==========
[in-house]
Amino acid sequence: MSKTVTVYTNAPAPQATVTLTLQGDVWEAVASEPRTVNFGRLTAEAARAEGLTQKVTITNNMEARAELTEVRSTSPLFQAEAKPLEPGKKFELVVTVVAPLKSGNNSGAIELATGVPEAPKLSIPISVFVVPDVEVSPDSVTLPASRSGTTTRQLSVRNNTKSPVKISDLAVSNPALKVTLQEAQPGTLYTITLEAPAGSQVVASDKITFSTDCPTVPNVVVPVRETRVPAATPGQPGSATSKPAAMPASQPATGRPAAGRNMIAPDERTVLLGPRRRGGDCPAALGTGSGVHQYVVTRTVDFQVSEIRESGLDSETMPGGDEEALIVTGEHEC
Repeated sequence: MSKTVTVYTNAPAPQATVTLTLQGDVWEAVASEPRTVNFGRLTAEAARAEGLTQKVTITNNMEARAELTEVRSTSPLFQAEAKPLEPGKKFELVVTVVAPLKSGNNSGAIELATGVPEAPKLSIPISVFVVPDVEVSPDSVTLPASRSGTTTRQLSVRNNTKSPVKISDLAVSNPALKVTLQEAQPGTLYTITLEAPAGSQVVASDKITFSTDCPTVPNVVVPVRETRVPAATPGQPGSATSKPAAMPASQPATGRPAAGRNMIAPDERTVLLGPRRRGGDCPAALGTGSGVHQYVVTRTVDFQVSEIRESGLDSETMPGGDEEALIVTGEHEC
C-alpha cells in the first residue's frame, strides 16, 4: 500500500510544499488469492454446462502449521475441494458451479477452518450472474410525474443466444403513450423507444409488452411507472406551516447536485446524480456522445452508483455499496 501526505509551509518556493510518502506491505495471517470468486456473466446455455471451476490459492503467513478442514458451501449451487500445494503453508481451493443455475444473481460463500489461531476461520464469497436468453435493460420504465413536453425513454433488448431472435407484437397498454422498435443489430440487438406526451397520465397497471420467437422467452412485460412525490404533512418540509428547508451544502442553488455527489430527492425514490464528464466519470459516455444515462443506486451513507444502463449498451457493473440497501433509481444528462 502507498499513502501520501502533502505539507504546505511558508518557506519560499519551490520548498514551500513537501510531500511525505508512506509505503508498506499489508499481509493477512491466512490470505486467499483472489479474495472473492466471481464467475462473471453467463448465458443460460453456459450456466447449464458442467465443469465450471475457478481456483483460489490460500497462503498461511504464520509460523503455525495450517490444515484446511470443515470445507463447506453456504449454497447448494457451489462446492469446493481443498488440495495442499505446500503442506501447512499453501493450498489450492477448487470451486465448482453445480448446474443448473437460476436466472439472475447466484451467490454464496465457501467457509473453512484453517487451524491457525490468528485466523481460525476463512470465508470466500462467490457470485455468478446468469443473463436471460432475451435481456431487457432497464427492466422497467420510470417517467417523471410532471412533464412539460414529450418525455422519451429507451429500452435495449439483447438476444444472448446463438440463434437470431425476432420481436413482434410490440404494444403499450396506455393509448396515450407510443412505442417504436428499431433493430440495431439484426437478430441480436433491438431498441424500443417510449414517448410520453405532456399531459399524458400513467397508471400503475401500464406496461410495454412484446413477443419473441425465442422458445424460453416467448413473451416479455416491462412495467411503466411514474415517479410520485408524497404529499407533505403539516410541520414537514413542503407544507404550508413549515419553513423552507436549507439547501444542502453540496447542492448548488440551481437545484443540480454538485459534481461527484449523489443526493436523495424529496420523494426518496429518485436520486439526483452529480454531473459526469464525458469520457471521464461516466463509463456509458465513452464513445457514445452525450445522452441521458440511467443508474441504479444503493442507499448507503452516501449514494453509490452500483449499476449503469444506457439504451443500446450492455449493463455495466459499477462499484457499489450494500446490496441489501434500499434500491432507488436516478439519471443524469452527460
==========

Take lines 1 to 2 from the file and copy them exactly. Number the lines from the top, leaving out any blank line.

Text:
[in-house]
Amino acid sequence: MSKTVTVYTNAPAPQATVTLTLQGDVWEAVASEPRTVNFGRLTAEAARAEGLTQKVTITNNMEARAELTEVRSTSPLFQAEAKPLEPGKKFELVVTVVAPLKSGNNSGAIELATGVPEAPKLSIPISVFVVPDVEVSPDSVTLPASRSGTTTRQLSVRNNTKSPVKISDLAVSNPALKVTLQEAQPGTLYTITLEAPAGSQVVASDKITFSTDCPTVPNVVVPVRETRVPAATPGQPGSATSKPAAMPASQPATGRPAAGRNMIAPDERTVLLGPRRRGGDCPAALGTGSGVHQYVVTRTVDFQVSEIRESGLDSETMPGGDEEALIVTGEHEC